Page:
Many of us like to think we’ve spent enough days in our city to know it inside out: the complex system of bus routes, the best places to grab a late lunch when you’re almost broke, the quietest spot if you want to be left alone on a weekday evening. But come nightfall, Colombo is a different world altogether. Our photographer, Christian, roamed the city one night, and was able to capture the following scenes and portraits around Colombo, after the roads had cleared and most people had headed home.

22:18 ‒ We started our night in Slave Island, at my friend Firi’s home. We walked around the area for a while and discovered this barbershop. It is apparently quite famous: French filmmakers came here to shoot a documentary film on mustaches a couple of years ago. See if you can spot the photographer in the image.

22:43 ‒ We then met up with one of Firi’s friends, Dasun, a fellow photographer. We decided to take the bus towards Pettah, since we hoped to take some photographs of the nightlife in buses. This idea went south when we discovered that the bus to Pettah is overcrowded even at this time of the night. We got inside nevertheless, and I managed to lift my camera to snap a picture, even though it felt like I was being squished to death.

23:26 ‒ Strolling around Pettah for a while made me realise just how deserted Colombo really is at night. I always knew Colombo wasn’t much of a nightlife city, but seeing the normally bustling streets of Pettah empty like this was a surprise. This guy didn’t seem troubled by the emptiness of the city, and took a nap in a battered old lorry.

23:31 ‒ One thing that kept catching my eye was how the more colourful buildings lit up under the beams of the streetlights. It didn’t bother me anymore that there weren’t many people around.

23:37 ‒ This late at night, the people you’re most likely to spot in Pettah are men at work. You’ll see men unloading goods from lorries and getting ready for another busy day. This young lad stood in the back of the lorry with an almost full moon shining over his head.

23:43 ‒ Or you’ll see security guards, just going around, doing their job.

00:13 ‒ A neon cross glows in the dark and drowns the area in a deep red. I realised right then that I was most inspired by the colours the city unveiled at night.

00:38 ‒ We had been walking for quite a while now, almost three hours, and my “not used to walking anymore” feet had begun to feel the distance, when I looked up and saw this guy grinning down at my weakness.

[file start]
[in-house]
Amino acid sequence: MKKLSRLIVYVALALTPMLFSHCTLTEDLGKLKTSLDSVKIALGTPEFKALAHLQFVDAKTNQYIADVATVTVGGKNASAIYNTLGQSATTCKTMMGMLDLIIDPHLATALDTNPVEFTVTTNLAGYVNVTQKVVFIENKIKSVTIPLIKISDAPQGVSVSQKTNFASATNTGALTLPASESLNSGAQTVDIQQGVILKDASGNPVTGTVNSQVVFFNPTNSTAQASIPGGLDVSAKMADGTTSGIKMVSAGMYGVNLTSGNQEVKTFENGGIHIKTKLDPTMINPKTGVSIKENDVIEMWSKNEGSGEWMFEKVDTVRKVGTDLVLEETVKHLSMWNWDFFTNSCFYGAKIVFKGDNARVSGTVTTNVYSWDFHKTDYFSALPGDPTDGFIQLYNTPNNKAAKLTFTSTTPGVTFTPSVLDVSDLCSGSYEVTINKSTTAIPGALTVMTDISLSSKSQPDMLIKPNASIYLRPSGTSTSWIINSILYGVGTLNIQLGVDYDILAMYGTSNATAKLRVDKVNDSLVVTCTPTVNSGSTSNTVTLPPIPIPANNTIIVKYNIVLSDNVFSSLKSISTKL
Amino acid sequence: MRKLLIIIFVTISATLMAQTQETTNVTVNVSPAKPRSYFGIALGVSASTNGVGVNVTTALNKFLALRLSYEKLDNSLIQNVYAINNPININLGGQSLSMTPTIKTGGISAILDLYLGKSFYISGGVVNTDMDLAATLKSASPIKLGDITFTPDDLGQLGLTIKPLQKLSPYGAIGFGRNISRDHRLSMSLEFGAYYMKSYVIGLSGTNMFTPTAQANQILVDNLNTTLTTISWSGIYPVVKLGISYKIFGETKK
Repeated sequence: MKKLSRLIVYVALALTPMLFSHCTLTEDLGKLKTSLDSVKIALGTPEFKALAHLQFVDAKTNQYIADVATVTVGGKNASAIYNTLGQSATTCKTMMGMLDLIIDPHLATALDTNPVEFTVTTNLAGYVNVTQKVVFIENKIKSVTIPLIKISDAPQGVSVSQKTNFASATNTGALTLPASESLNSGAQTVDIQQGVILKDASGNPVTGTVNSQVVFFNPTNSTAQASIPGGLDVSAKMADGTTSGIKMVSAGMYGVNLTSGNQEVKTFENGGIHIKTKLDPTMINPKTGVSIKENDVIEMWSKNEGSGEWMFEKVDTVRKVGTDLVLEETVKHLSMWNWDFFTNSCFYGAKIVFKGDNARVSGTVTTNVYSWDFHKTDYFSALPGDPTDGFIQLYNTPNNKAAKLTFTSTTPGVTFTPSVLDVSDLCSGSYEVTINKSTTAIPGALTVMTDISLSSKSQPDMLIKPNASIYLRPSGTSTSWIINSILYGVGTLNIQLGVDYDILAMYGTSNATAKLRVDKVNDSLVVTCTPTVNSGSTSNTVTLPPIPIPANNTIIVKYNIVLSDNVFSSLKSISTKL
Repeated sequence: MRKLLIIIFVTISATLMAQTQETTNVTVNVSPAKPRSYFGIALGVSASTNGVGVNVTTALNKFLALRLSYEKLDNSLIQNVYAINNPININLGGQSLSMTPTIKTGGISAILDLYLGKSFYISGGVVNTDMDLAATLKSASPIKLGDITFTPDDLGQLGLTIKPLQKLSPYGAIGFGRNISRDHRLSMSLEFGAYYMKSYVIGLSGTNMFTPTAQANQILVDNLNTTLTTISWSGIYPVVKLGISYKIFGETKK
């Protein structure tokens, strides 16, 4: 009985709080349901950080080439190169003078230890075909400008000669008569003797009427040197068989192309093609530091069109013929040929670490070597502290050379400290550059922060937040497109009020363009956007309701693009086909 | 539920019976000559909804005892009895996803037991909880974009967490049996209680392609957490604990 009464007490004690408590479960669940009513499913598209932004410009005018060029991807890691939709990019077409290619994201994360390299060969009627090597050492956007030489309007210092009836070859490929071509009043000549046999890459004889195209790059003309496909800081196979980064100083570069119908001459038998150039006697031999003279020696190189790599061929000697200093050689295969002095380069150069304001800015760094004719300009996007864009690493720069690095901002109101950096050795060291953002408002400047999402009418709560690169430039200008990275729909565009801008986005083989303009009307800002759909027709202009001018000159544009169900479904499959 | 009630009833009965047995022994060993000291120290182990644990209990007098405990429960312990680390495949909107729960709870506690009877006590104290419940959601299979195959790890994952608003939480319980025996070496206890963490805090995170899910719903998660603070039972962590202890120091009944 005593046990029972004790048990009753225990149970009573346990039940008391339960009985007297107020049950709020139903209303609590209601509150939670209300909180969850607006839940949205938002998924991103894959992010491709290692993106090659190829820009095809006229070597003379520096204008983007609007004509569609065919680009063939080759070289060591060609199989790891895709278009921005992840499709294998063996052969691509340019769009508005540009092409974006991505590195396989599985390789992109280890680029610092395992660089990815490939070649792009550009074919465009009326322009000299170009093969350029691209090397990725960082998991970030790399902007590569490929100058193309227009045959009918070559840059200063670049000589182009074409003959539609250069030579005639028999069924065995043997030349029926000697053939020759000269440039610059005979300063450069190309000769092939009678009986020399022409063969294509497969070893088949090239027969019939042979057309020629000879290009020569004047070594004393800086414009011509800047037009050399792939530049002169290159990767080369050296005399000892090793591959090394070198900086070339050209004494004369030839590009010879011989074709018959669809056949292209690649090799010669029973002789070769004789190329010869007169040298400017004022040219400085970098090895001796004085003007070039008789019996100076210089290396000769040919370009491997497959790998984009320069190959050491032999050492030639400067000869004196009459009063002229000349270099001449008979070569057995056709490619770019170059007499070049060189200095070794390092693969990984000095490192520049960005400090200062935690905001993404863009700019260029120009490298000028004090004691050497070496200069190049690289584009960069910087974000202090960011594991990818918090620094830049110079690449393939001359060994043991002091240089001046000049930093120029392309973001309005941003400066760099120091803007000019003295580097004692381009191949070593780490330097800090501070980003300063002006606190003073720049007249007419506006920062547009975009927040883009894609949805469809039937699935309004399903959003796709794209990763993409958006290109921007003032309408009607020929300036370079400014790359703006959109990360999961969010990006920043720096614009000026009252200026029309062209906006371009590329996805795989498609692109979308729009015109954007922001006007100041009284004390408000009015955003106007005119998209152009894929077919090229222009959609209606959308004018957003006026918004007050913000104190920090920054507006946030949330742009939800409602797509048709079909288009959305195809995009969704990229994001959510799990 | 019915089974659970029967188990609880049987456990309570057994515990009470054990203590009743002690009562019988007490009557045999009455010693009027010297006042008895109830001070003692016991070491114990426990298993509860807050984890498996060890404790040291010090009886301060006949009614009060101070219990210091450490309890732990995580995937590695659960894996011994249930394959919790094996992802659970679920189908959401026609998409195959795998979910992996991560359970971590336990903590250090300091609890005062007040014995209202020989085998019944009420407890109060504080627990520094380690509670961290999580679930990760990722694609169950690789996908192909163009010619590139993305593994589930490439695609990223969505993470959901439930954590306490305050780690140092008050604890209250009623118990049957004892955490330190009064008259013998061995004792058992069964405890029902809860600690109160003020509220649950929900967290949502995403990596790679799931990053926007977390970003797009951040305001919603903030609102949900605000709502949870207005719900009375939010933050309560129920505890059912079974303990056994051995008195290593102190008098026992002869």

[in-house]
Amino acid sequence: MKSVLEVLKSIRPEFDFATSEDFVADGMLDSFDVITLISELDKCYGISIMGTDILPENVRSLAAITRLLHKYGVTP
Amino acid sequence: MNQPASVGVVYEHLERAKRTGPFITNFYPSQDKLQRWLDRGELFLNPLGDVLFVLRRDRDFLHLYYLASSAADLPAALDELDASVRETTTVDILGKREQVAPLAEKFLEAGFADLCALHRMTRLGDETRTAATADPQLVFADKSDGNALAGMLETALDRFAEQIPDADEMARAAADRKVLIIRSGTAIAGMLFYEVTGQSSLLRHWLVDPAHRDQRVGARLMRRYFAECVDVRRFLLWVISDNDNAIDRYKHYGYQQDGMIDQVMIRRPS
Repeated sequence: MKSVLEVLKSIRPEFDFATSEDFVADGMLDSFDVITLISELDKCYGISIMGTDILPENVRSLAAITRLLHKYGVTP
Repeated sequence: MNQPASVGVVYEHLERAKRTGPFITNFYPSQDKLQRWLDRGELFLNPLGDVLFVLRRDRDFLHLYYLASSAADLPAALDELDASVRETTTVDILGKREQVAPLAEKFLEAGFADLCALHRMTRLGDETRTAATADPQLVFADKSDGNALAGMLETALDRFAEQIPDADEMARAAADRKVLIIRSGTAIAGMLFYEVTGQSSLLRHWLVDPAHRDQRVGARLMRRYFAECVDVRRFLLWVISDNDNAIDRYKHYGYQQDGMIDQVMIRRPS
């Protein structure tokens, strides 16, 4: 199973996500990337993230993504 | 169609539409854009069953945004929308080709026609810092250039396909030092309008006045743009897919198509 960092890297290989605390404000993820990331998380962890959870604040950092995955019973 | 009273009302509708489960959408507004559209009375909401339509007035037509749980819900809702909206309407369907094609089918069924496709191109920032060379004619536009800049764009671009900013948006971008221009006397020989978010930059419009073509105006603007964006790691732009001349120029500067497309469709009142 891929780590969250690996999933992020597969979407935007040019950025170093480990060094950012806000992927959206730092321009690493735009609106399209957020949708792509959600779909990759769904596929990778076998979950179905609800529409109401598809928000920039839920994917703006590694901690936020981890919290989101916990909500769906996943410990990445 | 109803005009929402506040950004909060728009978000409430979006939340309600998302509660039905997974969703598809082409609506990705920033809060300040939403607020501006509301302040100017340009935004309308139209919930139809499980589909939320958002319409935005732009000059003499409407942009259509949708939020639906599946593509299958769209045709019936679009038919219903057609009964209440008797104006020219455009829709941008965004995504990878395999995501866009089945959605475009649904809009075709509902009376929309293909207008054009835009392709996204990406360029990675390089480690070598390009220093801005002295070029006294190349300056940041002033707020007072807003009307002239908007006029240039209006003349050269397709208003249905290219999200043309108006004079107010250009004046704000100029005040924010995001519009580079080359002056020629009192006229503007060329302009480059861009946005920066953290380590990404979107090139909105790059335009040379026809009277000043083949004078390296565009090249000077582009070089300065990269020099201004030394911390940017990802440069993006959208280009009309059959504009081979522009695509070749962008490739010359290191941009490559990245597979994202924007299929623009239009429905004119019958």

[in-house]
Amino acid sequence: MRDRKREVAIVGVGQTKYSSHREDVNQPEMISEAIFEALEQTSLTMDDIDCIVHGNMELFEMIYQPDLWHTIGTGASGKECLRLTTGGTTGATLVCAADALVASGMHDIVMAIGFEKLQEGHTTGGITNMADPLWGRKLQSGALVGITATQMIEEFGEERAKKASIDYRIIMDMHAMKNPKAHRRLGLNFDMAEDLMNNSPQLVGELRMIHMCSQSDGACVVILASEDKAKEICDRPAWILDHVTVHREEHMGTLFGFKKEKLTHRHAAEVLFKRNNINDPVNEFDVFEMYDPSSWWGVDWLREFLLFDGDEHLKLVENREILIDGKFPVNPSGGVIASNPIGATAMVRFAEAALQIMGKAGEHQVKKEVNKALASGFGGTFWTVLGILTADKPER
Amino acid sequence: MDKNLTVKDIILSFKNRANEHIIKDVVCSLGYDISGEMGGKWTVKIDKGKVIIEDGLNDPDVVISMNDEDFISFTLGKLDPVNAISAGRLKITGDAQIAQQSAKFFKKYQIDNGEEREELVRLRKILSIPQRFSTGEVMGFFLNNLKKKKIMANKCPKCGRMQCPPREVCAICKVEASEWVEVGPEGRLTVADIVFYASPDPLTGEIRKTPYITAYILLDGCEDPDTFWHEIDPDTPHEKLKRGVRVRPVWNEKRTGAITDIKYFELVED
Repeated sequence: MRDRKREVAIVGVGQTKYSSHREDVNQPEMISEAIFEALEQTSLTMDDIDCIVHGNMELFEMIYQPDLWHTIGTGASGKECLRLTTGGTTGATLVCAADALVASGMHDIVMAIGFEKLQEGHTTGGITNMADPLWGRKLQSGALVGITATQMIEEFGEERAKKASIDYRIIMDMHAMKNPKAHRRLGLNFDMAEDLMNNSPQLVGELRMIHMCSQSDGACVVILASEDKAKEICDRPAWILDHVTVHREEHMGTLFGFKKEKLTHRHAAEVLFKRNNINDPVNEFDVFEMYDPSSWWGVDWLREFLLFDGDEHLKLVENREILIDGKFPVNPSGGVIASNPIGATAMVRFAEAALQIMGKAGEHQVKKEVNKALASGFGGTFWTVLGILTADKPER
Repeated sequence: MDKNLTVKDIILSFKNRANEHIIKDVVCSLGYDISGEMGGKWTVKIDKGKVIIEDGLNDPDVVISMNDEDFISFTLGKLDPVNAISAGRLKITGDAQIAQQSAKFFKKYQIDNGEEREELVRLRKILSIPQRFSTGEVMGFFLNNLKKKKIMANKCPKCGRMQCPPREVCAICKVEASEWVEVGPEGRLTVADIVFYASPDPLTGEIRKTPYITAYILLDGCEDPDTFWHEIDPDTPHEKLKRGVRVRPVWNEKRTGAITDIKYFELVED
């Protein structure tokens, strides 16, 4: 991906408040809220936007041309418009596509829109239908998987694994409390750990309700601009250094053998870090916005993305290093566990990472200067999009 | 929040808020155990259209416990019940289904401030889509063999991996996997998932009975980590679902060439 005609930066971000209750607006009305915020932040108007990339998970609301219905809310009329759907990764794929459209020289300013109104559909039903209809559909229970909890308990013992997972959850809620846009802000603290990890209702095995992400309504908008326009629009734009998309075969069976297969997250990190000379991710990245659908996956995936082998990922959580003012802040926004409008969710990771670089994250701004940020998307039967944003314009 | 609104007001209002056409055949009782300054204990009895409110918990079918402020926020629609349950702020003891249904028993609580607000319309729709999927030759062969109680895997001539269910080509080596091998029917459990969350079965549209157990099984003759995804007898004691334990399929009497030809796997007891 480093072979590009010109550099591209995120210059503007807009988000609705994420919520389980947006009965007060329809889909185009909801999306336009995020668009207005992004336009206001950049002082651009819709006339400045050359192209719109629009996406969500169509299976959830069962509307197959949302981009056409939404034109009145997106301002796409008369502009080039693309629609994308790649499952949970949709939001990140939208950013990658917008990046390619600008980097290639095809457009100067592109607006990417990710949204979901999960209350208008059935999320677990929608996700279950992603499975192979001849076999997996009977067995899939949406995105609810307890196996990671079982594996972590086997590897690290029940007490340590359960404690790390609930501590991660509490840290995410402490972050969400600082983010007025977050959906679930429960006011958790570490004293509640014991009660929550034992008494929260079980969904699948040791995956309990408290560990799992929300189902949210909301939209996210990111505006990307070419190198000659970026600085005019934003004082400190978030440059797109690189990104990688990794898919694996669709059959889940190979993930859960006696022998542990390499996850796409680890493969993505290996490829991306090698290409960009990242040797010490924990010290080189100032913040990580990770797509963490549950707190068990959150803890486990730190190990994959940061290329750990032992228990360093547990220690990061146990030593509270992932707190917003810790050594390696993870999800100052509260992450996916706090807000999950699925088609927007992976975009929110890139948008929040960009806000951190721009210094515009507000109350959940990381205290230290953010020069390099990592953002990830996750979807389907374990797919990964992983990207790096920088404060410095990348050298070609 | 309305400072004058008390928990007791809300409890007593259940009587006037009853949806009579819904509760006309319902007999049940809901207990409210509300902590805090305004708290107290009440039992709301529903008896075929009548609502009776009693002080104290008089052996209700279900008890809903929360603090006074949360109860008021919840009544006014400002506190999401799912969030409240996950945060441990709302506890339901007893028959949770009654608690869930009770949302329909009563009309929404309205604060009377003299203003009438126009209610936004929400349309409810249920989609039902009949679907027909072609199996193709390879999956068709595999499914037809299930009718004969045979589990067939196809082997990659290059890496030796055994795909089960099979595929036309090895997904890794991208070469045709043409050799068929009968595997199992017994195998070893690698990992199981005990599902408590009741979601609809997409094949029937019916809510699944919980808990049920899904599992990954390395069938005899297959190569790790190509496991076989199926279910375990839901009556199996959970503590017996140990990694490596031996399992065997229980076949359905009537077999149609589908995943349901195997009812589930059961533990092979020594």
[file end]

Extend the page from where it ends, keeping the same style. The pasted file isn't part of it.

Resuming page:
01:46 ‒ We walked through neighbourhoods unfamiliar to all of us, completely deserted and quiet. I kept stumbling upon houses lit by neon lights that gave the surroundings a surreal look and feel.

02:09 ‒ We decided to take a taxi to change locations, and drove through the city towards Colombo 7. This area was completely dead; not a single soul around, while only occasionally, a car drove by. But it was beautiful to see the empty roads, lined by old trees standing amid complete silence.

03:01 ‒ We continued walking around that area and then decided to move closer to the seaside. A taxi took us to Marine Drive, where I took this photo of Firi’s silhouette.

03:55 ‒ We then walked all the way to the Galle Face Green. Now my feet felt wounded and hurt a lot, but we kept going. We sat on a bench and enjoyed some snacks and a cool drink while watching the waves crash in at the beach. I was feeling super tired and looking forward to my bed, when I spotted this shopkeeper having a smoke long before sunrise.

04:58 ‒ After resting at Galle Face for a while, we decided to return to Pettah, to visit the markets. On the way there we saw men at the old Cargills building, preparing newspapers for distribution.

I was really tired now and feeling slightly disoriented. My eyes were attracted by odd shapes and forms.

06:00 ‒ Finally, dawn. And wonderfully surreal, too. A perfect end to a long night on the streets. Colombo at night was not what I expected, but it is amazing in its own way.